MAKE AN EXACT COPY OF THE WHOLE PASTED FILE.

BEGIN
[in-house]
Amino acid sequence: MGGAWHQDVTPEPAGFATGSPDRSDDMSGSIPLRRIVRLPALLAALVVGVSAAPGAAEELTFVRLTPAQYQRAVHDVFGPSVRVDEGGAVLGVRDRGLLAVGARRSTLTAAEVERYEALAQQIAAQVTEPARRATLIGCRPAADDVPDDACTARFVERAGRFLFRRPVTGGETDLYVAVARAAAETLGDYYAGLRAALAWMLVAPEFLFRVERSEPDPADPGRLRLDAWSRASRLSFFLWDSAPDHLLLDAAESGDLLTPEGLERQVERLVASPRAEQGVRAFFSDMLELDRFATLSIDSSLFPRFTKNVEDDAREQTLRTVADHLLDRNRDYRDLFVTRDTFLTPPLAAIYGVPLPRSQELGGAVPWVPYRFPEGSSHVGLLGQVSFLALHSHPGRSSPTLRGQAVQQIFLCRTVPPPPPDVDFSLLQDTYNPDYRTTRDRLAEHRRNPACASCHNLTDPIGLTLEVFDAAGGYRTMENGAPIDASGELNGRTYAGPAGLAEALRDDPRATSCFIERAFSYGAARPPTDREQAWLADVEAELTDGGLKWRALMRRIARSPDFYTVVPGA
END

[in-house]
Amino acid sequence: MGGAWHQDVTPEPAGFATGSPDRSDDMSGSIPLRRIVRLPALLAALVVGVSAAPGAAEELTFVRLTPAQYQRAVHDVFGPSVRVDEGGAVLGVRDRGLLAVGARRSTLTAAEVERYEALAQQIAAQVTEPARRATLIGCRPAADDVPDDACTARFVERAGRFLFRRPVTGGETDLYVAVARAAAETLGDYYAGLRAALAWMLVAPEFLFRVERSEPDPADPGRLRLDAWSRASRLSFFLWDSAPDHLLLDAAESGDLLTPEGLERQVERLVASPRAEQGVRAFFSDMLELDRFATLSIDSSLFPRFTKNVEDDAREQTLRTVADHLLDRNRDYRDLFVTRDTFLTPPLAAIYGVPLPRSQELGGAVPWVPYRFPEGSSHVGLLGQVSFLALHSHPGRSSPTLRGQAVQQIFLCRTVPPPPPDVDFSLLQDTYNPDYRTTRDRLAEHRRNPACASCHNLTDPIGLTLEVFDAAGGYRTMENGAPIDASGELNGRTYAGPAGLAEALRDDPRATSCFIERAFSYGAARPPTDREQAWLADVEAELTDGGLKWRALMRRIARSPDFYTVVPGA